May 24th, 2018

"I never imagined I would spend a whole night hoping Lois Smith would die, but such is the unexpected effect. Smith is not to blame : At 87, the great stage actor is in peak form, and gives a detailed, convincing performance...The situation is rife with potential tension, but first-time playwright Thorne and director Lila Neugebauer can’t seem to locate it. Dramatic events arise and disappear willy-nilly...Most of the play (at least half) seems like dull, episodic flab."
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The Hollywood Reporter
May 23rd, 2018

“Proves so lifeless that you find yourself in the uncomfortable position of wishing its main character would get on with it. It's a shame, because a formidable ensemble of talented actors has been assembled...But their efforts are not enough to lift the turgid dramatics of this work by newcomer Thorne...Her inexperience is revealed in the piece's tonal inconsistency and awkward transitions, suggesting that it would have benefited from further development.”
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The Observer
May 25th, 2018

“A new play with sensitive writing, informed acting, wise and naturalistic staging...A profound work by a fresh talent...So beautifully written that it is impossible to believe it’s the playwright’s first play...What saves 'Mary Frances' from becoming maudlin is the superb ensemble work, headed by the great Lois Smith, the sublime writing, and the naturalistic style of gifted director Lila Neugebauer that adds up to the kind of moment-to-moment realism we haven’t seen since Elia Kazan."
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May 23rd, 2018

"Navigates a head-spinning number of subjects...With an equally unwieldy number of characters...The motivations of many characters are wildly shortchanged...Never stops feeling like a hastily edited version of a longer play...Neugebauer's usually invisible directorial hand is strangely heavy here...A relatable experience for those who've dealt with death firsthand. Thorne's first-produced play holds a clear mirror up to reality. It just forgot that its medium is theater."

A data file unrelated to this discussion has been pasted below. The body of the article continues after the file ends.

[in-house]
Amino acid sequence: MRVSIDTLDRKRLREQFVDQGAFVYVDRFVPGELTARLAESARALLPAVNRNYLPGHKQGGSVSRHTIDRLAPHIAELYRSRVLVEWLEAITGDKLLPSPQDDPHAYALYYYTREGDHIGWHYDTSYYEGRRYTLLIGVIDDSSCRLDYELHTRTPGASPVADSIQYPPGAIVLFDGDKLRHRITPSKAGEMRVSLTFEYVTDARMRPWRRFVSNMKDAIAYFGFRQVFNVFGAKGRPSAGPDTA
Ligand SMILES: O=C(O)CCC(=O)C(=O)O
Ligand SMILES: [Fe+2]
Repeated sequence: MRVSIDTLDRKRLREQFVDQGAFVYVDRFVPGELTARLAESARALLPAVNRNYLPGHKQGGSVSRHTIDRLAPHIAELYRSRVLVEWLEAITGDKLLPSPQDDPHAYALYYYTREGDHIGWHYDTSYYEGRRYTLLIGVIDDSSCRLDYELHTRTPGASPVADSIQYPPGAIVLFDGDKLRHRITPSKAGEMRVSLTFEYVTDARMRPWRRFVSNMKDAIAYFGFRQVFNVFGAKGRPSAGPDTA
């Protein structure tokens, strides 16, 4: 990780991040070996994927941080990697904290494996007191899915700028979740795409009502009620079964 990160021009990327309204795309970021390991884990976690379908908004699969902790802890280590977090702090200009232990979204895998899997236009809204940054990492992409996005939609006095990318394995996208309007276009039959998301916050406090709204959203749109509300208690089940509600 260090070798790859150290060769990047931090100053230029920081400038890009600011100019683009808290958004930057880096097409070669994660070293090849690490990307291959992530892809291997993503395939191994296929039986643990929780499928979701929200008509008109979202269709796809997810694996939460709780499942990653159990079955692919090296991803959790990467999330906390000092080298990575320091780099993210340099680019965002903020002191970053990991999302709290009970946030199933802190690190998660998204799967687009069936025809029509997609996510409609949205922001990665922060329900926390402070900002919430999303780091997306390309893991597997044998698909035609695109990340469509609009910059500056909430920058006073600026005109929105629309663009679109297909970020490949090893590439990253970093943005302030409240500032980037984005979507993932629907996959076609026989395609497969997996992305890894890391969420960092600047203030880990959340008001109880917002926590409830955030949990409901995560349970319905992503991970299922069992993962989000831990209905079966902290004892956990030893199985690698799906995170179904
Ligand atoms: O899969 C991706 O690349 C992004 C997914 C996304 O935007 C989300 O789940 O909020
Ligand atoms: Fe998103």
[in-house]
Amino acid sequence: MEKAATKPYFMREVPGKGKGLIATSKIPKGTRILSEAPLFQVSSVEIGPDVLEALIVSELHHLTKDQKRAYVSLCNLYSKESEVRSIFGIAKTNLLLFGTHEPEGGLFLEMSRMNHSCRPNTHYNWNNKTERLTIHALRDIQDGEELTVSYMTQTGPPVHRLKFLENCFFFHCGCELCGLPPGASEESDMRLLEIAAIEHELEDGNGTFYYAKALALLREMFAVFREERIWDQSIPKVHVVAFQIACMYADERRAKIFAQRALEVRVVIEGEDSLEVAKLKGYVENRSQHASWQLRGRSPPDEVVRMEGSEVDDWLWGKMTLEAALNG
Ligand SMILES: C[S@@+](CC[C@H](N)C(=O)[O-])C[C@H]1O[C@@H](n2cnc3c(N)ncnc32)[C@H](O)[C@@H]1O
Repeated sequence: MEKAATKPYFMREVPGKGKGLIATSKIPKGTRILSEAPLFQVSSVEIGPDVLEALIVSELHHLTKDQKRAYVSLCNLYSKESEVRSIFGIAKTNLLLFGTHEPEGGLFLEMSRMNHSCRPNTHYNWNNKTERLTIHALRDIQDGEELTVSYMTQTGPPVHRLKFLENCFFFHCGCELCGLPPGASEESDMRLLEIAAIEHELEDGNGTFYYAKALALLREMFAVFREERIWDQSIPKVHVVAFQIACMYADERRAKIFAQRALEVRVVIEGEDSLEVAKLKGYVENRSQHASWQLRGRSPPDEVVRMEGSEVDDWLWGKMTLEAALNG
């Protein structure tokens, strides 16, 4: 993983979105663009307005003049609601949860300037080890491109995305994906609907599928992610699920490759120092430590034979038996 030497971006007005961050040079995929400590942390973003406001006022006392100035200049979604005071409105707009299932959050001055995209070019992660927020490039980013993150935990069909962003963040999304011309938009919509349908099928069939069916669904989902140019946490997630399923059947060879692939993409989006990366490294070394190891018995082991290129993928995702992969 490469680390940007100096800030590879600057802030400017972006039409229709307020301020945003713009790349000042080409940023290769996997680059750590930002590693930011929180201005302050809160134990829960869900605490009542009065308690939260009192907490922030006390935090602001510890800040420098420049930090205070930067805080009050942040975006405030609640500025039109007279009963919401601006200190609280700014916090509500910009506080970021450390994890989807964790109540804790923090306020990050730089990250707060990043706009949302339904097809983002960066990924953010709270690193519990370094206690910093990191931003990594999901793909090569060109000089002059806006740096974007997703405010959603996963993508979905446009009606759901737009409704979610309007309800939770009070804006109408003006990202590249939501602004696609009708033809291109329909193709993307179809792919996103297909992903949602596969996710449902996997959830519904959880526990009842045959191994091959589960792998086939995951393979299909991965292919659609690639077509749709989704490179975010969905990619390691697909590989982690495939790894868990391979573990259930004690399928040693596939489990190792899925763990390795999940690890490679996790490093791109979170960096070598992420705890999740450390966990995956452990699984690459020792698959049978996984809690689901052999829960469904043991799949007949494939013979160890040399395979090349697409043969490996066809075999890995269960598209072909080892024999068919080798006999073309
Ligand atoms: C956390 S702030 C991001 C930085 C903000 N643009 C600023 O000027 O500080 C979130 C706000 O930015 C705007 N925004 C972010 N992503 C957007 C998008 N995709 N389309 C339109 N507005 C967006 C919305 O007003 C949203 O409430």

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May 30th, 2018

"There are times when the acting talent on stage does indeed elevate the effectiveness of the material, but film producer Thorne's first stage play is more of a promising outline of a drama without sufficient embellishments to make it interesting...To its author's credit, 'Peace for Mary Frances' makes seamless glides from its funnier moments of family angst to its more subdued scenes, but the end result is more perfunctory than emotional."
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Lighting & Sound America
May 24th, 2018

"Despite its very real virtues -- not least of which is an unblinking gaze when it comes to its difficult subject -- falls some lengths short of being a real play. Not even a lovingly directed production featuring a fine cast led by the wonderful Lois Smith can entirely paper over this stubborn fact...The director, Lila Neugebauer, handles these materials with supreme delicacy, getting polished performances from her cast."
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Talkin' Broadway
May 23rd, 2018

“There is an unwieldy amount of information to take in...Part of the problem lies in the fact that there are two storylines here, either of which could support a play on its own...Smith gives us a richly developed character...Neugebauer manages to keep all of the moving parts in motion within the play's overwrought structure, but there so much going on that it feels like we are binge watching a reality TV show that is unfolding in real time.”